The integration of set, lighting, costumes, and choreography in this dance was seamless. Jessica Lang has a penchant for the beautiful, as those who have seen her unforgettable 'The Calling' will remember - a single dancer who manipulates a massive skirt - and swirling skirts are no less central here as dancers leaped and twirled to Benjamin Britten's lovely music. It is an enticing experience, homage to the sublime drama of Georgia O'Keefe's art by an equally talented woman choreographer. The tranquility of this dance for a company of ten was the perfect starting point for the excitement and drama to come.

'Afternoon Ball' (2008)
Choreographer: Twyla Tharp
Music: Vladimir Martynov
Costumes: Mark Zappone

Twyla Tharp in her modern dance persona has a kind of shoulder-shrugging, loose-limbed quality that always reminds me of Charlie Chaplin and other gravity-defying acrobats of early film and popular dance. Her humor plays a large part in many of her works, and she is adventurous in her selection of music, using Philip Glass, Frank Sinatra, and Vladimir Maratynov, whose music in 'Afternoon Ball' sounds like the bass line of Scottish folk music - you can't hear the melody, only the repetitive whine of the foundation. I liked it very much. It gave the dancers a steady vibe for the acrobatic and improvisational style of the three dancers: A young man, performed by Benjamin Griffiths, whose movement is in the same universe as Petrushka's, the Russian puppet character who flops around after his love-object, here portrayed by Anjelica Generosa as a punk chick in torn tights. The third character, danced by Lucien Postlewaite in lumberjack flannels, tries and ultimately succeeds in making the couple a trio, and then cuts the Petrushka character out entirely. There is another romantic couple that waltzes through, and then ultimately, in the most striking moment of the dance, a silver angel comes to carry Petrushka away. The narrative is full of mysteries, the dancing has that Tharp-ish fluidity that integrates modern low-to-the-floor movement with classical uprightness and grace, and the strangeness lets you relax into the mystery. Its final moment - death, angel, escort to a better life - took my breath away.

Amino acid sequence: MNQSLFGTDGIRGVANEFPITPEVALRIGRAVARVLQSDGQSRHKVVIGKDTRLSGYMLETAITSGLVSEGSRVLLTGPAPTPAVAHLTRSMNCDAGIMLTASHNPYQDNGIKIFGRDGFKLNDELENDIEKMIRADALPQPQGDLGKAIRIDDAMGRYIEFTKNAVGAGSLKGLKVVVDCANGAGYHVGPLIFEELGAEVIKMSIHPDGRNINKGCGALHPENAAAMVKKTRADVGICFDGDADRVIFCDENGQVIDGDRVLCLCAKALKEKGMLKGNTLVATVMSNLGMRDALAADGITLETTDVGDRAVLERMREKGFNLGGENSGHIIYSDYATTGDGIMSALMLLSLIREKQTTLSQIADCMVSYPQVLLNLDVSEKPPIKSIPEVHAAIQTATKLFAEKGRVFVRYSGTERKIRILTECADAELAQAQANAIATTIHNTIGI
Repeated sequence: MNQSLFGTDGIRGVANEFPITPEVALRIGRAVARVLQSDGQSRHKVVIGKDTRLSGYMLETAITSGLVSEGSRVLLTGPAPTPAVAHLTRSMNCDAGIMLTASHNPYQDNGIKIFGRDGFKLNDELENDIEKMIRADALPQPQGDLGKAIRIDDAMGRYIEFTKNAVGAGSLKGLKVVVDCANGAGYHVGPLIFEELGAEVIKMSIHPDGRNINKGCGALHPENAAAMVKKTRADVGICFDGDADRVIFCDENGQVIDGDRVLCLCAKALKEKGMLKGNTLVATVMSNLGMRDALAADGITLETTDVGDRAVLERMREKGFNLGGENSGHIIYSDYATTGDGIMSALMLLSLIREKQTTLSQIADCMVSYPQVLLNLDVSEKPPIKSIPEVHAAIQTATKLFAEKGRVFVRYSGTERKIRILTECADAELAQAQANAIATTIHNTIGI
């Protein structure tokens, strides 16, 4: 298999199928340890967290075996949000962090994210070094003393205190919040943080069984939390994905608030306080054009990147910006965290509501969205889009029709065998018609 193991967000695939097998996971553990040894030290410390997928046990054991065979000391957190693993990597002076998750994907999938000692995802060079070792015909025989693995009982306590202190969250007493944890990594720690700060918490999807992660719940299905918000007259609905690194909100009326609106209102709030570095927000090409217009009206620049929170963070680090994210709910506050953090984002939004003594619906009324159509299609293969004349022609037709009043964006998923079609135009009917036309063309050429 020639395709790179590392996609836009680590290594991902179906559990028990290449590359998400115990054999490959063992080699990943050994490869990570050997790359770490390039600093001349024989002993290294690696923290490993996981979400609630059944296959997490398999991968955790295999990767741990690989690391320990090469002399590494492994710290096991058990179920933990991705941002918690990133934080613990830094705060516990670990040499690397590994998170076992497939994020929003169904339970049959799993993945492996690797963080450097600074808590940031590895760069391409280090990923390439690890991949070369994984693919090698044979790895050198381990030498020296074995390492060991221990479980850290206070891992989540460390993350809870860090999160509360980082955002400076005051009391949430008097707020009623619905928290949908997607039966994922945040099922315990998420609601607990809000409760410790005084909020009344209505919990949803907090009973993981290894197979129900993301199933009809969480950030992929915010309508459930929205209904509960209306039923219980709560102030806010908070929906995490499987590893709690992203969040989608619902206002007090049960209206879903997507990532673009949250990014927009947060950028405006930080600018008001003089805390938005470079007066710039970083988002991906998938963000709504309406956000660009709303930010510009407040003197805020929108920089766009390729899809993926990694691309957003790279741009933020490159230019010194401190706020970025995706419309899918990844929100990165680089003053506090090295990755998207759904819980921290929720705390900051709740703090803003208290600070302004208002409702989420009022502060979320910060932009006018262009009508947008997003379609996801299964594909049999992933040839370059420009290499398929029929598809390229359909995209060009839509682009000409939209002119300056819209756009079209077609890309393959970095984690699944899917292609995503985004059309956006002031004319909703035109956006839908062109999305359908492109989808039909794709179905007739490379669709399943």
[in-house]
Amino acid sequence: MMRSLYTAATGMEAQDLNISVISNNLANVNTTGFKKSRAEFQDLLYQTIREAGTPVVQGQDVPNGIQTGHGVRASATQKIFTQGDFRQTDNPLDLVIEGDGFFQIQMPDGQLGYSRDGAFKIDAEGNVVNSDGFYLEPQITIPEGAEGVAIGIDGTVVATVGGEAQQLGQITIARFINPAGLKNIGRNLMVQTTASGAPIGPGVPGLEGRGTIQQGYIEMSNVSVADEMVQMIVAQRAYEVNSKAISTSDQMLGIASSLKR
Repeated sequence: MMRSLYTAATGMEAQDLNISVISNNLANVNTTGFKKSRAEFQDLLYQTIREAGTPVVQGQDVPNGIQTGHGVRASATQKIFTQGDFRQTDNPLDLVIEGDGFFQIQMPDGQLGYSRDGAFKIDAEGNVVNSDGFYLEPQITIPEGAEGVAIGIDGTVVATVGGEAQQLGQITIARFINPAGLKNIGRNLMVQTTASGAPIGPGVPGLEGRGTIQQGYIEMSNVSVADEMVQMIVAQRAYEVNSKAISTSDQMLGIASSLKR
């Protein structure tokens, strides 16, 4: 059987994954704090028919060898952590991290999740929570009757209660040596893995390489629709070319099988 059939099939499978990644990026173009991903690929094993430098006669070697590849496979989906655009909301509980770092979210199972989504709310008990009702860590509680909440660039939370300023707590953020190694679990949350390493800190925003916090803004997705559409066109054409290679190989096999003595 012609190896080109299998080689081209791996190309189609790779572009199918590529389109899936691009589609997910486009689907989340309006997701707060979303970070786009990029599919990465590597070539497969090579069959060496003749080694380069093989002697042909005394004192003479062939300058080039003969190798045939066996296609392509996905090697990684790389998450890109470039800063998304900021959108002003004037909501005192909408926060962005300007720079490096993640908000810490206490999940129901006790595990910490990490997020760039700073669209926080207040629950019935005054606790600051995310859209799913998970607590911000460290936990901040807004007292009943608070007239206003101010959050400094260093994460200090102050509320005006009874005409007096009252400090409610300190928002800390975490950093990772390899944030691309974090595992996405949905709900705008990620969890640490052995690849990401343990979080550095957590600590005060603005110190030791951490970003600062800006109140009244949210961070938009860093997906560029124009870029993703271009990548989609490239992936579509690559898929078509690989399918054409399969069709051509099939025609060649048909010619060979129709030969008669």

'Plot Point'(2010)
Choreographer: Crystal Pite
Music: Bernard Hermann
Costumes: Nancy Bryant

To say that the audience was waiting for this dance with bated breath would be an understatement. After Pite's 'Emergence' made such an explosive debut at PNB two years ago, this young choreographer has been on everyone's radar. What will she do next? What could ever top the thrill and hyper-explosive drama of the competing male and female hive swarms of 'Emergence'? The news that Pite set her new dance to Bernard Hermann's iconic 'Psycho' soundtrack, with its agitated, upward-shrieking violins, only heighted the anticipation.

So, like any true artist, she surprised us all by taking off in a new direction entirely. 'Plot Point' explores the ins-and-outs of narrative, using the surprising device of 'replicas' - ghostly doubles who shadow and imitate the human characters - to tell the same story without the passion that drives ordinary people.

Every character in the plot - Mr. and Mrs. Jones, Mr. and Mrs. Smith - are doubled by dancers in white with white masks covering their heads and white gloves covering their hands. These ghostly characters move like robots - acting out the drama of Mr. Jones' affair with Mrs. Smith, the murderous reaction of Mr. Smith, and the ultimate human tragedy - with the detachment of articulated mannequins. Though there is a surprising finale (I won't give it away) I found myself intrigued not only by the classic story of sex and betrayal, but by the shadow drama of beings for whom movement, rather than passion, was the sole motivator. I was not swept up into a drama of increasing intensity, as I was in 'Emergence,' but was leaning forward in my seat, darting my eyes from one dancer to the next, deeply intrigued by the doubleness of the story, as if two worlds were operational at once, each heading off into different directions, based on different principles.

I think Crystal Pite is a genius, and I'll follow her down whatever path of imagination she wants to explore. I wasn't excited to the point of shouting, as I was by 'Emergence,' but I was so fascinated by 'Plot Point' that I haven't stopped thinking about it since I saw it. Pite is, in my pantheon of choreographers, on the same level as Mark Morris, whose early work, 'L'Allegro, Il Penseroso ed Il Moderato,' so thrilled the dance world that he could do no wrong thereafter. 'Emergence' is like that - an early work of such genius that we know we're in the presence of someone who can be trusted to blow our minds one way or another for the rest of her career. Thank you, PNB, for bringing this great choreographer to Seattle, and may you commission work from her well into the future.

Her Story is being performed at McCaw Hall through November 12. Don't miss this chance to see three great choreographers who happen to be women. Tickets: 206-441-2424; https://www.pnb.org/